I ask her if she can walk with me and I can feel myself assessing her. She is weaker on her left side but able to walk and her field cut seems ok. She notices her church she built that looks like her Fron Church and I ask the staff if I can get her ready for bed. She slaps my bare thighs and I know she is feeling better after the slow walk.

She is a little confused and she asks, “What’s wrong with me?” I tell her that I think she had a small stroke and that her speech is a little goofy right now. She asks me to scratch her back and I can tell she is tired. We finish all of her cares and I get her into bed. I can tell her eyes are not as wide open¬†any more and her speech is worse as she gets into bed with her baby, AKA Jodi. She pats my face and tells me, “Thank you for helping me”. I can clearly understand that jumbled speech.¬†I hadn’t cried since I arrived but I can feel the tears start. She watches me and starts to tear up also. She states,¬†“I want to die” over and over and over and over and over again.

I haven’t seen my mom cry since my dad died, seven years ago. Part of this disease is that it robs people of emotion…she rarely smiles, never cries and states things that are not the most appropriate. The filter is gone and so is the ability to show that emotion that I sometimes long for.

I hate that this is happening to her and I am hoping that¬†it is¬†resolved. I feel like we are on a roller coaster with this disease. One thing after another. Highs and lows. Happy and sad. At times, it is exhausting but you feel you can’t complain because it could be worse. Much worse.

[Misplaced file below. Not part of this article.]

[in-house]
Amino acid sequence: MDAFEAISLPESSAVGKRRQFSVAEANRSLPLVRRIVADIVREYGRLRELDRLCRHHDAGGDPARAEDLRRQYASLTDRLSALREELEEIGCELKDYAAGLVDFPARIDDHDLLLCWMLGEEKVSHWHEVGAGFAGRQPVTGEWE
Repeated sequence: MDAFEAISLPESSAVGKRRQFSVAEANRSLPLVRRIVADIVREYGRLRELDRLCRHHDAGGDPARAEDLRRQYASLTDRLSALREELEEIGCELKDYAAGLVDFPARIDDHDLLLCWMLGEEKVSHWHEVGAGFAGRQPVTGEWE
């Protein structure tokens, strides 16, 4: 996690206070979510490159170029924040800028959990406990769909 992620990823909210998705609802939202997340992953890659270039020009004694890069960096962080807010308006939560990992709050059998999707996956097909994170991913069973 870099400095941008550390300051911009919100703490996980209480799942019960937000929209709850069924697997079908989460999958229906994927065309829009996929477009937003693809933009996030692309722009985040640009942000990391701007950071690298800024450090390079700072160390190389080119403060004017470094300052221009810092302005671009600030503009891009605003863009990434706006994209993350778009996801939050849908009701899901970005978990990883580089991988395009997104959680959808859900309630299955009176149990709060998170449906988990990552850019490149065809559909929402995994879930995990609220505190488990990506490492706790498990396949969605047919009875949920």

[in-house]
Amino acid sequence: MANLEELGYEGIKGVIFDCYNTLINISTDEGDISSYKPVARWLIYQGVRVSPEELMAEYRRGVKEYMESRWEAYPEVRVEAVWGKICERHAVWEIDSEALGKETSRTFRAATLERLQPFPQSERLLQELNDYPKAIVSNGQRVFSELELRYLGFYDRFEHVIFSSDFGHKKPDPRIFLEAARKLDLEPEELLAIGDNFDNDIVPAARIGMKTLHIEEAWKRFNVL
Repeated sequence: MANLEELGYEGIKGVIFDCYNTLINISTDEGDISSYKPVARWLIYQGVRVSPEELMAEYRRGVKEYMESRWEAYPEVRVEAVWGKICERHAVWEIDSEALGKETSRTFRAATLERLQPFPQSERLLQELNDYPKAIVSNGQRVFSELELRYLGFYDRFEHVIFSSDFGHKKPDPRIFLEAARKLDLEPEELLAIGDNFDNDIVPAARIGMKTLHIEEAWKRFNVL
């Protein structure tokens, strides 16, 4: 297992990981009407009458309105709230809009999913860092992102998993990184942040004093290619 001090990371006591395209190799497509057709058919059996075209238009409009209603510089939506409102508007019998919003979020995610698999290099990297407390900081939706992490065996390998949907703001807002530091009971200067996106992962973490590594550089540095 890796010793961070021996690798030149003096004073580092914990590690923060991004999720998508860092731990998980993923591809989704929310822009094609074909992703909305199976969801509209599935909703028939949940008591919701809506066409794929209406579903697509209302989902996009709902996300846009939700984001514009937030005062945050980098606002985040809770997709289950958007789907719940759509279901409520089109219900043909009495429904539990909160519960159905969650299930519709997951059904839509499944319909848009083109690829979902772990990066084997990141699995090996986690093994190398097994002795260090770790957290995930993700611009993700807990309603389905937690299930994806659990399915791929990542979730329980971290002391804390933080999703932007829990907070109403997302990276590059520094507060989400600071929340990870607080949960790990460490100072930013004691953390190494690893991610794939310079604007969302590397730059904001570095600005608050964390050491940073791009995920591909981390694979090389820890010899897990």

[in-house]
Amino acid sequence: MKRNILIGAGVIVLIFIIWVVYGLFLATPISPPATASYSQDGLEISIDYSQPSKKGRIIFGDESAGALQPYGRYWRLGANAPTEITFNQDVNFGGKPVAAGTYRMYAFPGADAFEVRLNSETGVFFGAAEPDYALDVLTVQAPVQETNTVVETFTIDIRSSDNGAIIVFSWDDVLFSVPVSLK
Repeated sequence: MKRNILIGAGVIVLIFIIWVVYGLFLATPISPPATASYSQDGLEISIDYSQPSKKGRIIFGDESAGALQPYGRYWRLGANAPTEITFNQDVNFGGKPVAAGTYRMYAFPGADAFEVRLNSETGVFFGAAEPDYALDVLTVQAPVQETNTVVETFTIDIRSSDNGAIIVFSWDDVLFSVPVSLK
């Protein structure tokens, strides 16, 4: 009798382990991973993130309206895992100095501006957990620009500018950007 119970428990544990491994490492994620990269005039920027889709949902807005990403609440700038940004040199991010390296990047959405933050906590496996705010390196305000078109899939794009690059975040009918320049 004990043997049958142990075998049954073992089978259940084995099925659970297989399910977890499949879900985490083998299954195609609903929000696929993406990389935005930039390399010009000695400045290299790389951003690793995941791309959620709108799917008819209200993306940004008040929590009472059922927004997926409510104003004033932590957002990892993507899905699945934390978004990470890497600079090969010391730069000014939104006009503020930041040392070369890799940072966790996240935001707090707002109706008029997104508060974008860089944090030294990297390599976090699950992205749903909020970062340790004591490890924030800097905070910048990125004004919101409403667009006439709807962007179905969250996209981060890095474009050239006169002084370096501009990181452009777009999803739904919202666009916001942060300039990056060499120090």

I put the picture of my dad right by her bed and tell her he will watch out for her tonight. She stares at it and I wonder if she can see it, due to the stroke. The last thing she asks is, “Am I alive?” I tell her yes and that you are¬†not in heaven yet. I’m teasing her but she doesn’t respond. She’s already asleep, that quick.

Today, I’m writing this with her and¬†her speech is still the same and we went for a short walk. I have a call in for her doctor and I am watching her eat a mini doughnut I brought her. Another day.

Finally, thank you for all the loving and kind words for my mom. I told her that I let my friends and family know that she was not feeling the best and that they were thinking of her and praying. That seemed to bring her comfort. It takes a village sometimes and I thank the people who offered help. Leanne, you are the best cook ever and we loved your chicken pot pie. What a blessing. Thanks also to the friends who offered help with the girls.

The journey continues…<3

 

The Father